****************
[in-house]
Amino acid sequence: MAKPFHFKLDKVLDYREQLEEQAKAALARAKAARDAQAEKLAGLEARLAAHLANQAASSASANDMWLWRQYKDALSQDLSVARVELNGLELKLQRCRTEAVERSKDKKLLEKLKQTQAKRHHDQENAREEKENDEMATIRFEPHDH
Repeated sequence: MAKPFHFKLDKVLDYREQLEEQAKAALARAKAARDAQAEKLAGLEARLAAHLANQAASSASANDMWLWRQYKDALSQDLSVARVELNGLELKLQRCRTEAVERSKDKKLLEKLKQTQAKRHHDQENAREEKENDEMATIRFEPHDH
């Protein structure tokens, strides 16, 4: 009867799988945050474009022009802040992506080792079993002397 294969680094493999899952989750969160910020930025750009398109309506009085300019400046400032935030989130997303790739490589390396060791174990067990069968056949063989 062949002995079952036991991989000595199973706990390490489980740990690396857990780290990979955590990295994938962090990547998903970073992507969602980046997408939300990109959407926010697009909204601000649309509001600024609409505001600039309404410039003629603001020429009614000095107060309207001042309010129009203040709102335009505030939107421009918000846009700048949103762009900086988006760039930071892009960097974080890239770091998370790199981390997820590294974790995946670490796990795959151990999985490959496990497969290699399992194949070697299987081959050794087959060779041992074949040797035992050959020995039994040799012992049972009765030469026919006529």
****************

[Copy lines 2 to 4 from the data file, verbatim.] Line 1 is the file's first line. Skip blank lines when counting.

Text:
Amino acid sequence: MAKPFHFKLDKVLDYREQLEEQAKAALARAKAARDAQAEKLAGLEARLAAHLANQAASSASANDMWLWRQYKDALSQDLSVARVELNGLELKLQRCRTEAVERSKDKKLLEKLKQTQAKRHHDQENAREEKENDEMATIRFEPHDH
Repeated sequence: MAKPFHFKLDKVLDYREQLEEQAKAALARAKAARDAQAEKLAGLEARLAAHLANQAASSASANDMWLWRQYKDALSQDLSVARVELNGLELKLQRCRTEAVERSKDKKLLEKLKQTQAKRHHDQENAREEKENDEMATIRFEPHDH
């Protein structure tokens, strides 16, 4: 009867799988945050474009022009802040992506080792079993002397 294969680094493999899952989750969160910020930025750009398109309506009085300019400046400032935030989130997303790739490589390396060791174990067990069968056949063989 062949002995079952036991991989000595199973706990390490489980740990690396857990780290990979955590990295994938962090990547998903970073992507969602980046997408939300990109959407926010697009909204601000649309509001600024609409505001600039309404410039003629603001020429009614000095107060309207001042309010129009203040709102335009505030939107421009918000846009700048949103762009900086988006760039930071892009960097974080890239770091998370790199981390997820590294974790995946670490796990795959151990999985490959496990497969290699399992194949070697299987081959050794087959060779041992074949040797035992050959020995039994040799012992049972009765030469026919006529």